If you, like most of the United States, regard the '90s as a sort of golden era of figure skating, then you'll likely be delighted by this news: famed Olympic medalist Michelle Kwan was back in the headlines on Wednesday, as it was announced that Kwan will join the Hillary Clinton campaign, working out of the former Secretary of State's Brooklyn headquarters. And maybe this gets you thinking: hey, if Michelle Kwan entered the world of presidential politics, what about her fellow 1990s figure skaters? Have any of them made similar forays, pledging their support to a certain candidate through the years?
As it happens, there have been a bunch who've spoken out in recent election seasons, although the depth of their support in one direction or another varies pretty wildly. Suffice to say, not everyone is officially hitching themselves to a campaign like Kwan has.
Obviously, Kwan jumping aboard the Clinton bandwagon fits in neatly with her 1990s appeal — she won one of her two Olympic medals at the 1998 games in Nagano, Japan, as well as securing two of her five World Championships late in the Bill Clinton years. In short, she's a face from a past when the Clintons were still on top, and now she'll be trying to help restore that reality for Hillary.
Here are some prime examples of figure skaters getting political.
Tonya Harding Is Not Down With Obama (2009)
Make no mistake, the highly controversial Tonya Harding wasn't hot on the McCain campaign. Although, you can kind of understand why she was upset — as detailed by Newsweek, during his 2008 run Obama insisted he was running a positive campaign by using Harding's name as a pretty unflattering verb.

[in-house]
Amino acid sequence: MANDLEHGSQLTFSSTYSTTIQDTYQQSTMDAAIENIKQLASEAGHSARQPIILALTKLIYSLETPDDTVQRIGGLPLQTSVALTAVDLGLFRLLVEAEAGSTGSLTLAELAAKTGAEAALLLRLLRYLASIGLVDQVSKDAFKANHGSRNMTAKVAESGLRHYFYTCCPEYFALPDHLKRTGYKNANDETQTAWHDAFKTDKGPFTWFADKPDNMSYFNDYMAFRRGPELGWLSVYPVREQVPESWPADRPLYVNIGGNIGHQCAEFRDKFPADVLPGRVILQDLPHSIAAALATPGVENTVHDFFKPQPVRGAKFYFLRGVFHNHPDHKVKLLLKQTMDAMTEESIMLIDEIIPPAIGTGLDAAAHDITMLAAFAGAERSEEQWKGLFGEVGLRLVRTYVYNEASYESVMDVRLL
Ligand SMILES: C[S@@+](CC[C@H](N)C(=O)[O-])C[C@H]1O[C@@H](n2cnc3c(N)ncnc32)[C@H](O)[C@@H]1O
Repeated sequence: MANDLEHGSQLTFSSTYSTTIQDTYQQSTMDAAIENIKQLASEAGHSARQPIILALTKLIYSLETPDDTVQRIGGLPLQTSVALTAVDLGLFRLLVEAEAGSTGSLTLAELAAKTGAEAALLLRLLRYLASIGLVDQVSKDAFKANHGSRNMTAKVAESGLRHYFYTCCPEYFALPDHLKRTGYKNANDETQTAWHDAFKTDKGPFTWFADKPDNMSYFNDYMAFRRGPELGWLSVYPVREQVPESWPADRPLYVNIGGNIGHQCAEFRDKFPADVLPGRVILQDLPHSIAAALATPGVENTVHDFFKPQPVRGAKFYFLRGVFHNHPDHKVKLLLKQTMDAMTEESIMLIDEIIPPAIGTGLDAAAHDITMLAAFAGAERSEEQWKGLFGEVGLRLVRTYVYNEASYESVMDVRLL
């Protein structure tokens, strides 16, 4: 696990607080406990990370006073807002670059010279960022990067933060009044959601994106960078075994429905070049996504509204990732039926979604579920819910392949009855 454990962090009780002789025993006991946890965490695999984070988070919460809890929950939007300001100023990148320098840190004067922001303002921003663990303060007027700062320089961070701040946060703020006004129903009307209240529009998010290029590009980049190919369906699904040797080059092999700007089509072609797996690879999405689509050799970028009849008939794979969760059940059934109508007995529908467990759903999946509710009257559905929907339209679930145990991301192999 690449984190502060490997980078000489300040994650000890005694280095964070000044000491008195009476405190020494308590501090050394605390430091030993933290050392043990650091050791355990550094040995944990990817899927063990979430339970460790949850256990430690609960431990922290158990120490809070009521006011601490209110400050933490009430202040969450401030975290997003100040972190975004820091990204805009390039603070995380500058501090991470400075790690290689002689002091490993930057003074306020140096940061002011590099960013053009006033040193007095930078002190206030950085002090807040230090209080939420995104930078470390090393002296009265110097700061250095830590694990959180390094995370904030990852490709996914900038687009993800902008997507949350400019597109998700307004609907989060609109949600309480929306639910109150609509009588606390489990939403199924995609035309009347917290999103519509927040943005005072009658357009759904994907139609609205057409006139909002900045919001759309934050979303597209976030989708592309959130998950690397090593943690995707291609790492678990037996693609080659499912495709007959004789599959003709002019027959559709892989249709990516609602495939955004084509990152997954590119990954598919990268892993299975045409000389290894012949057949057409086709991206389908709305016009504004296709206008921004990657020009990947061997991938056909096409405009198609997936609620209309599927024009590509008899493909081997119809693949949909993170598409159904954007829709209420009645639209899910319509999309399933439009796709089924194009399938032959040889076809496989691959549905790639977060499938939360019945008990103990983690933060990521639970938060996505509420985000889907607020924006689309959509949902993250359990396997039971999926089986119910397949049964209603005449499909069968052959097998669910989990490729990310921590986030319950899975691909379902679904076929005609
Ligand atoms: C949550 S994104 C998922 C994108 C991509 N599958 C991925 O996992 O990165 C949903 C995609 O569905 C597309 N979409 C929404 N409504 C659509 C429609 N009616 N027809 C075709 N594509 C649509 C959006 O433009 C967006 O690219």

Folks said there’s no way Obama has a chance unless he goes and kneecaps the person ahead of us, does a Tonya Harding. We decided that’s not the kind of campaign we wanted to run.
Harding, of course, is probably most famous (or rather, infamous) for her then-husband Jeff Gillooly's 1994 attack on rival skater Nancy Kerrigan, which badly bruised Kerrigan's leg, forcing her out of the 1994 U.S. Figure Skating Championship. Harding would eventually plead guilty to conspiring to hinder the prosecution, and her reputation was pretty well shredded by the incident. She was evidently angry at being brought up by Obama, as she related in a 2009 interview with HBO's Real Sports.
...Because obviously, he doesn't have enough people looking at him? He has this country to think about, he has the candidacy to think about, the war to think about, and he has to bring me up?
Kristi Yamaguchi Comes Out For Mitt Romney (2012)
Former Olympic medalist and figure skating World Champion Kristi Yamaguchi went a lot further than just lashing out at President Obama in 2012 — she cut an ad for his Republican rival Mitt Romney. The former Massachusetts governor had a role in the world of figure skating, as he was widely credited as a savior of the 2002 Winter Olympics in Salt Lake City, a fact which Yamaguchi shouted out in her spot.
Tara Lipinski Wants President Obama To Lace 'Em Up (2015)
Earlier this year, while in Washington, D.C. for the White House Correspondents' Dinner, former figure skater extraordinaire Tara Lipinski said that she wanted to hit the ice with President Obama. Although she conceded that she wasn't a terribly political person, as detailed by The Hill, she still thought it was an "honor" to be attending the dinner.
I really think the president, probably should look into that. We could do doubles. ... Maybe we’d go through the Blades of Glory soundtrack, something like that.
Michelle Kwan Teams Up With Hillary (2012, 2015)
This recent news isn't the first time Kwan has joined with Hillary Clinton on a political gig. Back in 2012, she accepted a position as a diplomatic envoy in the Clinton State Department, according to CNN. Now, she'll be a paid, full-time campaign staffer, which speaks to the key difference between her and the other three women on this list — she's clearly a very political person. According to The New York Times, she'll be focusing on directing campaign surrogates on how to talk about issues that matter to working families.
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